Everything I Need to Know, I Learned From Edna Krabappel
I know, I know, I knowwww that I write about The Simpsons too often, and I am so sorry if my sweet readers ever get sick of it, but I have two things to say in my defense:
2. Marcia Wallace passed away last week, and I was a huge fan of her work, and a huge fan of her character, and I am very sad. When I am sad, I write, and what better tribute to a loved character than sharing what I have learned?
EINTKILF Edna Krabappel
1. The meaning of marriage.
Samantha Stanky: How will we know when we fall in love?
Mrs. Krabappel: Oh, don’t worry children. Most of you will never fall in love, but will marry out of fear of dying alone!
I usually think that my pessimism around the “sanctity of marriage” comes from my own family’s ridiculous history of not holding down a relationship, but reading through all of these Krabappel quotes recently, I have begun to think that I may have been a little more influenced by Mrs. Krabappel. That or Edna perfectly represented every woman’s bitterness. Let’s go with the latter.
But I have not gotten married out of fear of dying alone…yet.
2. Public school education is important, kinda.
Mrs. Krabappel: Now I don’t want you to worry, class. These tests have no effect on your grades. They merely determine your future social status and financial success, if any.
The kids have to take a career test to determine what they will be one day, and clearly Krabappel feels quite passionately about them.
Also, there are plenty of times that Krabappel is seen grading papers unjustly, or hurriedly to get to happy hour, or selling As for cigarettes. So, grades aren’t that important.
3. Flanders is hard to understand.
Ned: One cran bran for the Flan man.
Bart: Here you go.
Edna: What did he ask for?
Bart: Beats me. I just gave him a banana.
4. It’s okay to not have a type.
Comic Book Guy: I adore Edna. She’s near mint and comes from a very limited edition – females who will talk to me.
Throughout her time in Springfield (sob, that made me sad), Edna is involved with Comic Book Guy, Principal Skinner, and good ol’ Ned Flanders, who was her husband in her final days.
A woman after my own heart.
5. Opposites attract?
Speaking of Flanders, I have to admit that I have not watched any of the recent “Nedna” episodes. That makes the whole idea of “opposites attracting” even more applicable because I just cannot envision these two together in my head.
But a little google image search melted my heart, so I buy it.
6. “Do what I mean, not what I say.”
If I could just go ahead and have this tattooed on my face, that would be great.
7. Even teachers have feelings.
Edna: Bart, you’re the closest thing to a man in my life. And that’s so depressing, I think I’m going to cry.
You know when you are a kid and you cannot really imagine teachers doing normal people things? Like shopping, or going to concerts, or dating, or having feelings? I think the first time I saw a teacher cry, I was in high school and had discovered that they were humans already. Now that I am old and have friends that are teachers, I always imagine what their students think. It’s such a funny relationship, teacher and student.
That all being said, Bart Simpson is still eight years old (and kind of a little punk), so it has taken him quite some time to realize that his teacher has feelings. Like in “Bart the Lover,” one of the best episodes of The Simpsons ever. (And the episode that won Marcia Wallace her Emmy.)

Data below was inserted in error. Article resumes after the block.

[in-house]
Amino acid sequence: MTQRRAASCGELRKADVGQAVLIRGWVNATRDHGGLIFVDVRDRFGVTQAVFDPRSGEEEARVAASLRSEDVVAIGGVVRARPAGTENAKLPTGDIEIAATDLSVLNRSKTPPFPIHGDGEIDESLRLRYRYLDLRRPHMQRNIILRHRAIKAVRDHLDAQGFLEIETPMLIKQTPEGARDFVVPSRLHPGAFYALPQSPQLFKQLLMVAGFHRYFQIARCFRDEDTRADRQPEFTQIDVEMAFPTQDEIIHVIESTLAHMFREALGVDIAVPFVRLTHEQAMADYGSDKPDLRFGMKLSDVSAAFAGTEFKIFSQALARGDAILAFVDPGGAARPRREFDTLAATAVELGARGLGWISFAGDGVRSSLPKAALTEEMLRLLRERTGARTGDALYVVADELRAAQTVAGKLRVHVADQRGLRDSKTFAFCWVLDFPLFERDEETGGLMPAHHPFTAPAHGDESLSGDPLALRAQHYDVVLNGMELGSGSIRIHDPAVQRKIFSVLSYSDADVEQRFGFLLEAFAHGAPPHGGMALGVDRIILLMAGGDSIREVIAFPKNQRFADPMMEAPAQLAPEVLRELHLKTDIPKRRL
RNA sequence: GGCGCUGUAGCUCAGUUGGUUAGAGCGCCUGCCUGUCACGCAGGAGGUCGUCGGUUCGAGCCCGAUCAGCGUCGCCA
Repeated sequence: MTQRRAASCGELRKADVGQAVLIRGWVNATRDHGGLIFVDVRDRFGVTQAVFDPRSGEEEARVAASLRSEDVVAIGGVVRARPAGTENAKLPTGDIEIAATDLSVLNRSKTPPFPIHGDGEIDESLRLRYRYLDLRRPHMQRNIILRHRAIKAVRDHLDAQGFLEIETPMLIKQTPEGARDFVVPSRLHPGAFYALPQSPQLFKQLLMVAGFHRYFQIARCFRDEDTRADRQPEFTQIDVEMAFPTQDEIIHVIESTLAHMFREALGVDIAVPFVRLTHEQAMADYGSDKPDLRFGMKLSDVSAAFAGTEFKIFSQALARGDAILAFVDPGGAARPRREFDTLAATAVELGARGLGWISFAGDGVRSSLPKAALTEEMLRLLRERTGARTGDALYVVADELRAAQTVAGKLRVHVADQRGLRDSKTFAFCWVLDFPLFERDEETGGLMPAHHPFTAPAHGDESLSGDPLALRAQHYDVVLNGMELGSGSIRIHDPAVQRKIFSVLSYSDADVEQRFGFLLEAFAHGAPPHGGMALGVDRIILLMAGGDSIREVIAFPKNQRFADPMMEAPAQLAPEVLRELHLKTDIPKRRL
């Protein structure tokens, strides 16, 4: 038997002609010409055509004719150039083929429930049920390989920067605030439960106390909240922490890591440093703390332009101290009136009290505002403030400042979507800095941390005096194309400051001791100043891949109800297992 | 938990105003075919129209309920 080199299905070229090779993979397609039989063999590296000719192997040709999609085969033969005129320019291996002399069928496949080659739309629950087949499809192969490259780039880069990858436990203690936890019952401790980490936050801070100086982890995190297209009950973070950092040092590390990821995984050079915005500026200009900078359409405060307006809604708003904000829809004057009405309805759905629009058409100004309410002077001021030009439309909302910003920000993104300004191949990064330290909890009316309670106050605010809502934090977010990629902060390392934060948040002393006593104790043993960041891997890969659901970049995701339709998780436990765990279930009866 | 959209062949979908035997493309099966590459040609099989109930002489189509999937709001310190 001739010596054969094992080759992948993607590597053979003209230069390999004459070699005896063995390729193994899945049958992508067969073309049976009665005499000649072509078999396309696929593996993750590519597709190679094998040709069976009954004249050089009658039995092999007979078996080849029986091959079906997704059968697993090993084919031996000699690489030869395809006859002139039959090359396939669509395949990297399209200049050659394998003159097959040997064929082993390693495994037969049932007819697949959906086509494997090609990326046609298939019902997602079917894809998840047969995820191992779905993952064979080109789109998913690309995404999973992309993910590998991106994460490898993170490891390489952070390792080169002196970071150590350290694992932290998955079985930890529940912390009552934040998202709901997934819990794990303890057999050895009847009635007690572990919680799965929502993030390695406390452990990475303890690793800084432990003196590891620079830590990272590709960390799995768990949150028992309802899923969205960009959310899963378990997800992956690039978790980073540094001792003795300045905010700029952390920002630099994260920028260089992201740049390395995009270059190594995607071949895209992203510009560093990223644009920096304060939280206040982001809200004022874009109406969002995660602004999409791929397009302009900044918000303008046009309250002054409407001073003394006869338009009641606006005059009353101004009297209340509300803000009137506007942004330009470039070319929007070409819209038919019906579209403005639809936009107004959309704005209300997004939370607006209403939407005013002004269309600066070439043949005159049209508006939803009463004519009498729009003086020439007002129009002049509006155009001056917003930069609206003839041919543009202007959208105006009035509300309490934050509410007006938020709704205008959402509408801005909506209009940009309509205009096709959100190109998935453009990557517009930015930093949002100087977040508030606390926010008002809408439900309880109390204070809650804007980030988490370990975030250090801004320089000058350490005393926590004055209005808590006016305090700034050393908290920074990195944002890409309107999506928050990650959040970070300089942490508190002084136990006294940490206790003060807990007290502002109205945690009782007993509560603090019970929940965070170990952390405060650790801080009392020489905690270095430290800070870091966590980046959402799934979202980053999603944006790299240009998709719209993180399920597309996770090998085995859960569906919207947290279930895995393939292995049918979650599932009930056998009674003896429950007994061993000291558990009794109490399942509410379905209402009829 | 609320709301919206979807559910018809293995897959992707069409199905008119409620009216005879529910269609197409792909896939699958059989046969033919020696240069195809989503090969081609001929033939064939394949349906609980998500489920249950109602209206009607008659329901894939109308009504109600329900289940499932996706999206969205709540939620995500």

8. Love/hate relationships are the best.
Bart was pretty much the love of Mrs. Krabappel’s life, which is extra-heartwarming since they seem to hate each other so much.
As shown on great occasion however, they really do love one another. Moments of peace between Bart and Mrs. Krabappel are some of my favorite moments.
9. A little laughter goes a long way.
10. Even the roughest edges can be softened.
Probably my favorite Krabappel episode (because “Bart the Lover” just makes me really, really sad) is “Bart Gets an F.” In an attempt to not get held back (what’s the point? Bart’s been in fourth grade forever.), Bart relies on the nerd Martin to help him actually pass their test. Bart studies and studies, and still gets an F on his test. He starts to cry, which startles Krabappel because Bart always fails.
Bart: This is as good as I could get! And I still failed!
Mrs. Krabappel: Well, a 59 is a high F.
Bart: Oh, who am I kidding? I really am a failure. Oh, now I know how George Washington felt when he surrendered Fort Necessity to the French in 1754!
Mrs. Krabappel: What did you say?!
Bart: Fort Necessity. George Washington lost that battle to the French in 1754.
Mrs. Krabappel: Why, Bart, you showed applied knowledge! And given the obscurity of that battle, it is only fair to award you one point. That raises your grade to a 60, or D-.
Bart: You mean I passed?
God, nothing tugs my heartstrings more than a troubled boy overcoming his obstacles. Bart is so excited that he kisses Mrs. Krabappel.
And we are shown that even mean ol’ crabby Edna Krabappel has a huge heart. People are not always what they seem.
I read some critical comment from someone that said we were all being ridiculous for paying tribute to an animated character when a real life has been lost. Well, I must respectfully disagree with that sentiment. By paying respect to a character that I have literally grown up with, I in turn pay my respects to Wallace. Honoring one’s work is honoring one’s life. The mere fact that we mourn the loss of Edna Krabappel directly represents our appreciation and sadness over the real life woman beind the character.
Rest in peace, Marcia. Thank you for the years and years of laughter and heart. You will be missed.